On a larger view however of this history, another construction may be judged necessary.

Gerhard (a), Benson (b), Macknight (c), Lardner (d), Pilkington (e), and Doddridge (f), have all concluded that "these things are to be taken distributively; that Mary Magdalene reported some things, and the other women reported the rest. They believe that though St. Luke has, in the tenth verse, put the whole account of what the women related together, that the Evangelist refers to that which was related by Mary Magdalene, as well as by the second party of women.

The evidences of the resurrection, then, which the women could produce, were these:

1. The appearance of the angel to Mary the mother of Josesof two to Mary Magdalene-of Christ to Mary Magdalene-bis second appearance to the women-the two angels who stood by the women, when they had been in the tomb, and found not the body of the Lord Jesus.

It will be observed, from this statement, that each of the women had something different to relate. The expression of St. Luke, "these things," must be referred to the various collected reports they had all brought. The expression therefore in the ninth verse, ἀπήγγειλαν ταῦτα πάντα, must refer tu

Lu. xxiv.10.

Mar. xvi.10.


Mary Magdalene unites her testimony to that of the Gali-
lean Women.

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It was Mary Magdalene,

And she went and told them that had been with him, as they mourned and wept.

Lu. xxiv.10. and Joanna, and Mary the mother of James, and other women that were with him, which told these things unto the apostles.





The Apostles are still incredulous.

And they, when they had heard that he was alive, and
had been seen of her, believed not.

And their words seemed to them as idle tales, and they believed them not.


Peter goes again to the Sepulchre.


Then arose Peter, and ran unto the sepulchre, and stooping down, he beheld the linen clothes laid by themselves.

the report of Joanna, whose account he had been immediately
relating, and ai îλeyov-ravтa, to the whole company.-See
this point discussed at length by Townson, Cranfield, &c.

(a) Harmon. Histor. Evangel. de Resurrectione Christi, cap. i. p.
240, col. 1, &c. (b) Summary View of the Evidences of Christ's Re-
surrection, Lond. 1745. 8vo. p. 25. (c) Harmony of the Four Gospels,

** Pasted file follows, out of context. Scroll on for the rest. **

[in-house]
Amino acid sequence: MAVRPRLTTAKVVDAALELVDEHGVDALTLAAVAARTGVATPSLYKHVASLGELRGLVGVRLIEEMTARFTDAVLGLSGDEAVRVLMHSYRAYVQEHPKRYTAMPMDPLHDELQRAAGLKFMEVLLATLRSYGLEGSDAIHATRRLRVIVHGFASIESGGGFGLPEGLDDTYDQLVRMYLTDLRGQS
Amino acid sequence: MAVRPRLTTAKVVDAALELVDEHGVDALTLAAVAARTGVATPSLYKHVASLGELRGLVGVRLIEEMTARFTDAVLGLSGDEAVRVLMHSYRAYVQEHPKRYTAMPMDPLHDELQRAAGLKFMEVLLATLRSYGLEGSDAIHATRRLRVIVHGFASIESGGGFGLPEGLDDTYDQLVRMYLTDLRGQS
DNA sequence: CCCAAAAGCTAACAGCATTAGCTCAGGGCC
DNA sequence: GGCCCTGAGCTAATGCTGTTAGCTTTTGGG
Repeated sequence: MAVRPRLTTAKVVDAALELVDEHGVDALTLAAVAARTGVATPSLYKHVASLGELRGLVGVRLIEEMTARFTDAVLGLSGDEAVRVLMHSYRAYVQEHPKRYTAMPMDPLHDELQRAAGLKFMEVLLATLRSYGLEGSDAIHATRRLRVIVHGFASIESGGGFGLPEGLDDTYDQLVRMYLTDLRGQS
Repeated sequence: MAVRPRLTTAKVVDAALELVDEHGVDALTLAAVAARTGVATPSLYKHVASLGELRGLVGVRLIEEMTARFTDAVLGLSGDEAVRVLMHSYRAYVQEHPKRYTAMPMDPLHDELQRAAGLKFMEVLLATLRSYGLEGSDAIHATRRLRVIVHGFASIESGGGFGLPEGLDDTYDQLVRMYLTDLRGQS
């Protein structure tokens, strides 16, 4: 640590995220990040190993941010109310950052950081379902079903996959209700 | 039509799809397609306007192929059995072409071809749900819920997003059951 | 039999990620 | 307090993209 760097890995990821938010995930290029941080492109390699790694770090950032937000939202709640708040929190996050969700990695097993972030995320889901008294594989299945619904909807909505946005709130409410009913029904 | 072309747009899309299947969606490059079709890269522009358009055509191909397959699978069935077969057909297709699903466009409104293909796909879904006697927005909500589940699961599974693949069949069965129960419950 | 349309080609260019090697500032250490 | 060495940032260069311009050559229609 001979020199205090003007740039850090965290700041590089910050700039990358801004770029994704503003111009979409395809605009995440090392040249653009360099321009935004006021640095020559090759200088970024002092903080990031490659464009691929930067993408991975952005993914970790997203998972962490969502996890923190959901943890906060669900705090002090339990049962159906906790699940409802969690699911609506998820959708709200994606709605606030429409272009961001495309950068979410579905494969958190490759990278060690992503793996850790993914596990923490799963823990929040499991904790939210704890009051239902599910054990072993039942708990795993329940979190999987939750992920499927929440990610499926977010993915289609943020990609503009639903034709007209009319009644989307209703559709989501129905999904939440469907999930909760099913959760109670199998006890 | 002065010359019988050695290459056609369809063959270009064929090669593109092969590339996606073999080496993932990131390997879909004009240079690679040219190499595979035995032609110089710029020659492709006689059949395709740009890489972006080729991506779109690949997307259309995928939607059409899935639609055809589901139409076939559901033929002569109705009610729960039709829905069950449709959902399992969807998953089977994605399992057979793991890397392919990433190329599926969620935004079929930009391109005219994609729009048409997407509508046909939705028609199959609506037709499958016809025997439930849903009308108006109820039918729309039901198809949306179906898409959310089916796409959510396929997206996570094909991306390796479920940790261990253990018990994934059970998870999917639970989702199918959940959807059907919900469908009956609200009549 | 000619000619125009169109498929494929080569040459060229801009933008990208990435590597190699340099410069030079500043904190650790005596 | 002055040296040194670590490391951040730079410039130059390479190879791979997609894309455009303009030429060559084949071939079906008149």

sect. 150, p. 663, second edition. (d) Observations on Macknight,
4to. p. 44. (e) Notes, p. 61. (f) In loc.

25 I have not discussed the question whether the 16th of Mark, after ver. 9, is genuine. It is certainly omitted in many manuscripts of great authority, or it is marked with an asterisk, or separated from the preceding part of the Gospel. It relates nothing inconsistent with the accounts of the other Evangelists, and appears to have been drawn up as an epitome of the various appearances of our Lord.

Mr. Cranfield has laboured much to prove that this verse refers to the first visit of St. Peter mentioned by St. John. Dr. Townson, on the contrary, has defended the present order of St. Luke, and concludes that the Evangelist here relates the second visit of St. Peter to the sepulchre, when our Lord manifested himself to him. It is certain that Christ appeared to Peter about this time; for when the two disciples came from Emmaus to the other disciples, this very circumstance was the subject of their conversation. This fact is further confirmed by St. Paul, 1 Cor. xv. 5. He was afterwards seen by the other apostles.



Lu.xxiv. 13.

Mar.xvi. 12.


Christ appears to St. Peter.


And [Peter] departed, wondering in himself at that Jerusalem. which was come to pass 26


Christ appears to Cleophas, and another Disciple, going
to Emmaus".

MARK XVI. 12. LUKE XXIV. 13-32.

And behold,

After that he appeared in another form, unto two of them, as they walked, and went into the country.

Lu.xxiv.13, two of them went that same day to a village called Emmaus, which was from Jerusalem about threescore furlongs, And they talked together of all these things which had happened.



And it came to pass, that while they communed and reasoned, Jesus himself drew near, and went with them.